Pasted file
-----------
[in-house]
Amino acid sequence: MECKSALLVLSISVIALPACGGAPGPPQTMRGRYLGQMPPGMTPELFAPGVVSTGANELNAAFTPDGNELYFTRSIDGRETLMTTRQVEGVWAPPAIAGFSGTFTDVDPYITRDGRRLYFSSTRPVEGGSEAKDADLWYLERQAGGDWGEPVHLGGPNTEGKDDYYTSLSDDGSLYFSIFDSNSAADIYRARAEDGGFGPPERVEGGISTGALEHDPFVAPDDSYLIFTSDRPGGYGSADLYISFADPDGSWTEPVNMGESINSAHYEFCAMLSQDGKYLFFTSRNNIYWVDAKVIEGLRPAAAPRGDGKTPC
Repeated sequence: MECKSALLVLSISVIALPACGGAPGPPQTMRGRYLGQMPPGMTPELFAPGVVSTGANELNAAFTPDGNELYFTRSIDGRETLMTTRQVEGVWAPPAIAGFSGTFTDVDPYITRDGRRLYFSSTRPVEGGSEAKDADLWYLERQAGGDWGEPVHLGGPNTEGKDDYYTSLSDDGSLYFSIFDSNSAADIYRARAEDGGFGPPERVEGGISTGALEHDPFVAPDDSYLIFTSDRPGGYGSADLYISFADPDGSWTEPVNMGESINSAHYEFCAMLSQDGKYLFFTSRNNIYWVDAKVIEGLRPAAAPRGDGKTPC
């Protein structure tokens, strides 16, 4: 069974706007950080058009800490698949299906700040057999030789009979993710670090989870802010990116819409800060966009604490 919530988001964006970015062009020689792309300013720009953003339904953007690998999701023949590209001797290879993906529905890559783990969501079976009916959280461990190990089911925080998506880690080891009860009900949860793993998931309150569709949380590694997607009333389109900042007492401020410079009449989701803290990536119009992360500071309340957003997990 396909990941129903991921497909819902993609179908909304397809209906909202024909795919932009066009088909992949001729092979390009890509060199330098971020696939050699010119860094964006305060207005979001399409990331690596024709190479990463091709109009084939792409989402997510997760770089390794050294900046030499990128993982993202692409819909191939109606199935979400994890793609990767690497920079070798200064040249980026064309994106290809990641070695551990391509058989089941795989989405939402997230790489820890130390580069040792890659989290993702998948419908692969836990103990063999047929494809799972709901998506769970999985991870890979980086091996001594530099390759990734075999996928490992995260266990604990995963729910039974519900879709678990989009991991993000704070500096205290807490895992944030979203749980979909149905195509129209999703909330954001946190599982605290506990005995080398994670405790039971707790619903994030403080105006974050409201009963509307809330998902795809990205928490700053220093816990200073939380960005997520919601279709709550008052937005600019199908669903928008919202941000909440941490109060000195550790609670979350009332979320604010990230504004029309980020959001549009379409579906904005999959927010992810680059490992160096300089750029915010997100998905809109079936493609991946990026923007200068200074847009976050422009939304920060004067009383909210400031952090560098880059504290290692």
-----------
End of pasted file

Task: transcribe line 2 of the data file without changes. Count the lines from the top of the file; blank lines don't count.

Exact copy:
Amino acid sequence: MECKSALLVLSISVIALPACGGAPGPPQTMRGRYLGQMPPGMTPELFAPGVVSTGANELNAAFTPDGNELYFTRSIDGRETLMTTRQVEGVWAPPAIAGFSGTFTDVDPYITRDGRRLYFSSTRPVEGGSEAKDADLWYLERQAGGDWGEPVHLGGPNTEGKDDYYTSLSDDGSLYFSIFDSNSAADIYRARAEDGGFGPPERVEGGISTGALEHDPFVAPDDSYLIFTSDRPGGYGSADLYISFADPDGSWTEPVNMGESINSAHYEFCAMLSQDGKYLFFTSRNNIYWVDAKVIEGLRPAAAPRGDGKTPC